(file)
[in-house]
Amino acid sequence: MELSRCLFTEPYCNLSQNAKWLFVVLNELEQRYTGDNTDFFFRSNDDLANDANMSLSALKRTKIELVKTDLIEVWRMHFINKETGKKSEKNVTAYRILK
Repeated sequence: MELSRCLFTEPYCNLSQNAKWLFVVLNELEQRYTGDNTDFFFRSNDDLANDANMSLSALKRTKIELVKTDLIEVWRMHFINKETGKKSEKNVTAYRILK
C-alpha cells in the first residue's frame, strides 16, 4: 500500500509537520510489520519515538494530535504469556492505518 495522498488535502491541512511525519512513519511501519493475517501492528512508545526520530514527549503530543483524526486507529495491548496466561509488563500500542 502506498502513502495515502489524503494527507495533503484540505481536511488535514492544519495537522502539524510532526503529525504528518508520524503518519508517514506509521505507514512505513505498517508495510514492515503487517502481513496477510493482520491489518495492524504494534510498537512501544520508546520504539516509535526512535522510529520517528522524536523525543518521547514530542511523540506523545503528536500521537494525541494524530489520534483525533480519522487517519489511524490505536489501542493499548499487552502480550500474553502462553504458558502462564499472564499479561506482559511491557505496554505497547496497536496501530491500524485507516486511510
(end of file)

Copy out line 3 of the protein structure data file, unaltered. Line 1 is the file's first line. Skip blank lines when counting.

Repeated sequence: MELSRCLFTEPYCNLSQNAKWLFVVLNELEQRYTGDNTDFFFRSNDDLANDANMSLSALKRTKIELVKTDLIEVWRMHFINKETGKKSEKNVTAYRILK